In 1990 he went to Entertainment Weekly, where he worked for 21 years as a fact-checker, moving up to become head of the department, a writer of DVD reviews, and later editor of a section of the magazine.
He enjoyed the excitement, fast pace and working with “a lot of fun, smart people.” A weekly, EW’s deadline was Tuesdays and Tim would often work until four or five in the morning. “Your adrenaline would kick in,” he said.
He stayed at EW through many changes of management, but eventually “it was no longer fun so I decided to leave.”
In the early 1990s, the Greenport theater was being renovated, when Rob and Tim, moments before boarding a bus for New York discovered the original marquee letters from the 1930s in a dumpster. It would be many years before dumpster diving became a trend “but this was a must-dive,” Tim said.
The letters, which spell, “Vertigo with James Stewart,” are now mounted over the fireplace in their home. “I saw ‘Vertigo’ when I was 10 in 1958,” said Tim. “I’d actually seen it at the Greenport theater.”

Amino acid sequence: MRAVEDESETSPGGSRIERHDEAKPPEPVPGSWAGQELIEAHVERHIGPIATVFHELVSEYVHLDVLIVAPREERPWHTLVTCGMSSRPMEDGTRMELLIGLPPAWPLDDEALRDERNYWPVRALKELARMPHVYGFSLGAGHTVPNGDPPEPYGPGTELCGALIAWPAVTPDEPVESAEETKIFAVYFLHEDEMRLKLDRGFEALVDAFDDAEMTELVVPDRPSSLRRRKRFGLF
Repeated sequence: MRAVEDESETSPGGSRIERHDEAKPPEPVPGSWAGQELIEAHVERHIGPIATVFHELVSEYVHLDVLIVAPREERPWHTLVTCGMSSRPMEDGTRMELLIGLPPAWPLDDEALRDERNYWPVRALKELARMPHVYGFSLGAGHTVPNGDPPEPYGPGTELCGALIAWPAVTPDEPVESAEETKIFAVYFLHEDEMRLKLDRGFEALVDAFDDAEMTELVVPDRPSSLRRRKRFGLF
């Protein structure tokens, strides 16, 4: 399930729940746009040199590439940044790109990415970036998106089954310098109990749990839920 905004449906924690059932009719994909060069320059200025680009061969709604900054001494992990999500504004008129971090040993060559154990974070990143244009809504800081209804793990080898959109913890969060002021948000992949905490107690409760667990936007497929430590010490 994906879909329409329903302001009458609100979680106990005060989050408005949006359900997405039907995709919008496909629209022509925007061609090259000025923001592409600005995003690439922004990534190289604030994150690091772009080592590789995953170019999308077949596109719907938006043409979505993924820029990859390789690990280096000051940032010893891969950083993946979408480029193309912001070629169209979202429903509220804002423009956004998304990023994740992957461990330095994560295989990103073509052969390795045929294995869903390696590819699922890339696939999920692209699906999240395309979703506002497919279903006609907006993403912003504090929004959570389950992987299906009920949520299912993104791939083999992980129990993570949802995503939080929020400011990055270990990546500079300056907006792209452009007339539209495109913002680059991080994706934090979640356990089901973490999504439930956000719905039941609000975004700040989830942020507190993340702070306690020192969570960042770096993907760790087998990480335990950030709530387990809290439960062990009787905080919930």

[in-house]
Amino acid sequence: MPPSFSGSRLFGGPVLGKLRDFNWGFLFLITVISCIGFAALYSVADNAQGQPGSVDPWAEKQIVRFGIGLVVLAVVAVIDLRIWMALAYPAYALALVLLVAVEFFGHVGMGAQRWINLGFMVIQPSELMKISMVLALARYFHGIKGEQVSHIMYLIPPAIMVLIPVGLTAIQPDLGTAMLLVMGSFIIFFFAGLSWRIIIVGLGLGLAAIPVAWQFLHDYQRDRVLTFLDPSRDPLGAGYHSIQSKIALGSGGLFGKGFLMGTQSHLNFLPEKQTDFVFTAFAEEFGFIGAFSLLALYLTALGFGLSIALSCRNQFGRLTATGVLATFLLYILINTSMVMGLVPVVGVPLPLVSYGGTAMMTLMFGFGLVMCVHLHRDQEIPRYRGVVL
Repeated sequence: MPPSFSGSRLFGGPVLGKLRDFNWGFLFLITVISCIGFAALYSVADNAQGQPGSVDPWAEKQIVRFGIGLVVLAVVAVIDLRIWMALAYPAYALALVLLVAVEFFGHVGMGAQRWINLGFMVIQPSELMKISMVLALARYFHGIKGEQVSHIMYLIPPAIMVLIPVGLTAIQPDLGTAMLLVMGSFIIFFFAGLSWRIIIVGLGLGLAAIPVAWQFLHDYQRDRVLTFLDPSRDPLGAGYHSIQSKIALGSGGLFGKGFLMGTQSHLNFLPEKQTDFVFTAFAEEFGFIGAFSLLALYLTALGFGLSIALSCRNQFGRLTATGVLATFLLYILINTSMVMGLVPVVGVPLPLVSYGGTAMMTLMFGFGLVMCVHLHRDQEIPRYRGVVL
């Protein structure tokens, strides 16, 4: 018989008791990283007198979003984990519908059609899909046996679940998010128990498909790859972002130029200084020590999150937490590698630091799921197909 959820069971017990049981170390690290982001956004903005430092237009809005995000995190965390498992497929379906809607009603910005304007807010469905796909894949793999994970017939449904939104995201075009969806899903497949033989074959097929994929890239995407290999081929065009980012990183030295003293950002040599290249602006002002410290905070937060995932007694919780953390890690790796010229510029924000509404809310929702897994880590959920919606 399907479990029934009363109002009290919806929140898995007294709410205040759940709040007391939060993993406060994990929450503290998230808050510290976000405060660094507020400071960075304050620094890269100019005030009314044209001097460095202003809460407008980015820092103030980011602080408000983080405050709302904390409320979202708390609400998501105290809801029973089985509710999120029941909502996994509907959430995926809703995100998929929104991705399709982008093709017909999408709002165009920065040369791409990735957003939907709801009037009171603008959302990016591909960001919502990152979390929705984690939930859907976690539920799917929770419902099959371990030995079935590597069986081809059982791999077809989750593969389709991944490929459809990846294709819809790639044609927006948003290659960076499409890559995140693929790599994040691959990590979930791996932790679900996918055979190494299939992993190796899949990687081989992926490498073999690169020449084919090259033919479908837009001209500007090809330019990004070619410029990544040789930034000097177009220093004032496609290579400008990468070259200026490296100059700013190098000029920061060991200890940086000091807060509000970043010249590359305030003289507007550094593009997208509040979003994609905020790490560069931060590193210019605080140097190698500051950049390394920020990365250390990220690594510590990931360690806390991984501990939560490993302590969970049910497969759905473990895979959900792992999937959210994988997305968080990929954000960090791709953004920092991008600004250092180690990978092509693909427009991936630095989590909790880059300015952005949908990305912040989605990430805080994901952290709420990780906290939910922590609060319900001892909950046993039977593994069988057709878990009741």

In 2011, Tim and Robin left the city and began to live full time in the house in the Heights that Robin had designed for them. A few weeks after leaving the city, Tim was still settling into the pace of Island life. “Rob was teaching a lot in the city and one day I was at the post office hanging out for what I realized was way too long,” he said. “I was desperate to meet people.”
He met Chris Fokine and Herb Stelljes and they suggested he join the town’s Green Options Committee.
Since then, Tim has worked so diligently promoting a green and sustainable Shelter Island that the bees in his garden would be hard-pressed to match his work ethic.